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Technical Market Support

Coal Combustion Testing: New Laboratory Procedure

Technical Market Support » Thermal Coal

Published: August 96Project Number: C3016

Get ReportAuthor: David Harris, K Wilson, Anthony Tate, Terry Wall | CSIRO Energy Technology, University of Newcastle

The major objective of the work is the establishment of an effective testing facility to measure the combustion reactivity of pulverised coals.  The facility would use pyrometry techniques with measurements on individual particles being obtained relating to the following coal reactivity characteristics; Coal volatiles and ignition, Coal char and its reactivity (or burning rate).

Main findings and conclusions

Pyrometry techniques for determining of coal reactivity

Pyrometry techniques can be used for the determination of the selective amount of volatile matter released by pulverised coals, and the distribution of the release during heating. A single wavelength pyrometer can be used for such estimations.

The char reactivity can be determined using a dual wavelength pyrometer. Such values determined in this project agree with literature values reported for the same coals apart from those for a low reactivity coal for which the low burning temperatures give high noise to signal levels in the pyrometer output. The technique also provides estimates of the distribution of reactivity between particles, a factor which is not provided by measurements relating the average effect of multiple particles.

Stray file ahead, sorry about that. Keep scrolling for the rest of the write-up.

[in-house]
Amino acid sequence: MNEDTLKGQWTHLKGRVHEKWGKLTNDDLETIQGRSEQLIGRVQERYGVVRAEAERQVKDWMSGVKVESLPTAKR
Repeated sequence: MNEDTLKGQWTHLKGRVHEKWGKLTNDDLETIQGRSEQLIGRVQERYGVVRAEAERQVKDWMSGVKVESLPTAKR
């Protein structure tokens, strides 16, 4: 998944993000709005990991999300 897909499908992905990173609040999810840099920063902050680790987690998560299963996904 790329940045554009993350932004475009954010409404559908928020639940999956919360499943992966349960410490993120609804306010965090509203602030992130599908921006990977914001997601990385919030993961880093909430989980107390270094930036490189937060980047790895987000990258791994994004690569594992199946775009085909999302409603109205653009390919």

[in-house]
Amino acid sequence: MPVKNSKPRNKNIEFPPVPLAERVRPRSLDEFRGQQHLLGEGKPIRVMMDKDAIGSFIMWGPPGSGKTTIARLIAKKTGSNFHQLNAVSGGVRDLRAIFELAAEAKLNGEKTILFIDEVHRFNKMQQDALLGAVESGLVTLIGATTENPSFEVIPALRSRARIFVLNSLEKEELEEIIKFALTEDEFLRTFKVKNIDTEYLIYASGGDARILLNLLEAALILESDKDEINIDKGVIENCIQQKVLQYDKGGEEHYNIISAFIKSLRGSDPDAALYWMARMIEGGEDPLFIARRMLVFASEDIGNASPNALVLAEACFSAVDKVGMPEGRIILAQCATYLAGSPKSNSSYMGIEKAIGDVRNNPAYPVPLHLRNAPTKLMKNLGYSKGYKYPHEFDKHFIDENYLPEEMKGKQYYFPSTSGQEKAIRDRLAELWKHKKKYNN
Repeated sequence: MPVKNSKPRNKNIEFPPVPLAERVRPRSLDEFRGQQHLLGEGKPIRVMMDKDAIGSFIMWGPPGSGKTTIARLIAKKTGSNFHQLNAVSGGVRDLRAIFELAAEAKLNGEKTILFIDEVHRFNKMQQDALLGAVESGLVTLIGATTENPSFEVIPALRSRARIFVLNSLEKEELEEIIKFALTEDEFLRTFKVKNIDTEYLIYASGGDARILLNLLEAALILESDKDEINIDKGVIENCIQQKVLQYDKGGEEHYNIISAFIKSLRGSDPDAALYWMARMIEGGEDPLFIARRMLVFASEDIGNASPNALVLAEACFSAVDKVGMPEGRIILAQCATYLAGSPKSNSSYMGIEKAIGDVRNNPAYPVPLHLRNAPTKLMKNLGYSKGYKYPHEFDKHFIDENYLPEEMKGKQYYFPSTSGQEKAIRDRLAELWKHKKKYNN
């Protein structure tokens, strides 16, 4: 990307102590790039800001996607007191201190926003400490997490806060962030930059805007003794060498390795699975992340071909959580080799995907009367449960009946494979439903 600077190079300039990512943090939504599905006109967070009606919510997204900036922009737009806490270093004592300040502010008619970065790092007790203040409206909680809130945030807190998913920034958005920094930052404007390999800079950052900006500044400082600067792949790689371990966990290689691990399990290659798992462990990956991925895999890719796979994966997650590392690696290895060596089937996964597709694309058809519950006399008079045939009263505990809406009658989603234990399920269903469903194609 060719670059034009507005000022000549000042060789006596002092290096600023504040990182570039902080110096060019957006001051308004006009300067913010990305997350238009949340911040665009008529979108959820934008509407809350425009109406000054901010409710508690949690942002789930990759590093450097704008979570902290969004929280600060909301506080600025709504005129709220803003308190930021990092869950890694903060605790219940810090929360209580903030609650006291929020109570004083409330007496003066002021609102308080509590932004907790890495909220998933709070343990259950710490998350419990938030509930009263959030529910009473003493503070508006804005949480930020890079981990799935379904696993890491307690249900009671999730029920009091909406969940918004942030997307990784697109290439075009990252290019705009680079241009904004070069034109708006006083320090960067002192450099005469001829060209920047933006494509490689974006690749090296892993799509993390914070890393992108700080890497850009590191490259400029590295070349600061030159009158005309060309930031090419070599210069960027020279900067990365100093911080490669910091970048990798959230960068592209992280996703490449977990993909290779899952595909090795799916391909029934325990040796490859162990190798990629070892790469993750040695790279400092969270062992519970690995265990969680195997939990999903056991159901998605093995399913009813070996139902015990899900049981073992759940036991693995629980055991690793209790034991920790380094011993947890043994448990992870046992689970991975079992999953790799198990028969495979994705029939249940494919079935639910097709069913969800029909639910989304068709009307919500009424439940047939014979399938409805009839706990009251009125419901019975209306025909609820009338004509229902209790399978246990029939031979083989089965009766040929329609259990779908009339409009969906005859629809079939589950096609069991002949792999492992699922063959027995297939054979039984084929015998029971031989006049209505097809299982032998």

Coal devolatilisation  measurements

The results of the experiments suggest that the time and the extent of devolatilisation during pf combustion depends on the existence of oxygen and the resultant flame sheet of burning volatiles which surround the particles. Devolatilisation measurements must therefore be undertaken with oxygen in the gas rather than in an inert gas as had previously been done. The time taken for volatile evolution and combustion was short in relation to char burning times and was not affected significantly by the proximate volatile content of the coal. Particle size was the most important controlling factor for the time required for volatile evolution and combustion.

Particle ignition characteristics

A parameter which is related to flame ignition can be estimated from the procedure. This is the ignition delay time, the time required for volatiles evolution and ignition to occur. This work showed the ignition delay time to increase with decreasing gas temperature and increasing particle size with little effect of changes in oxygen concentration in the range studied (15%v/v). In accordance with established theory, the ignition temperature was shown to decrease with increasing particle size for the coals studied. A general trend of increasing ignition temperature with increasing coal rank was also observed.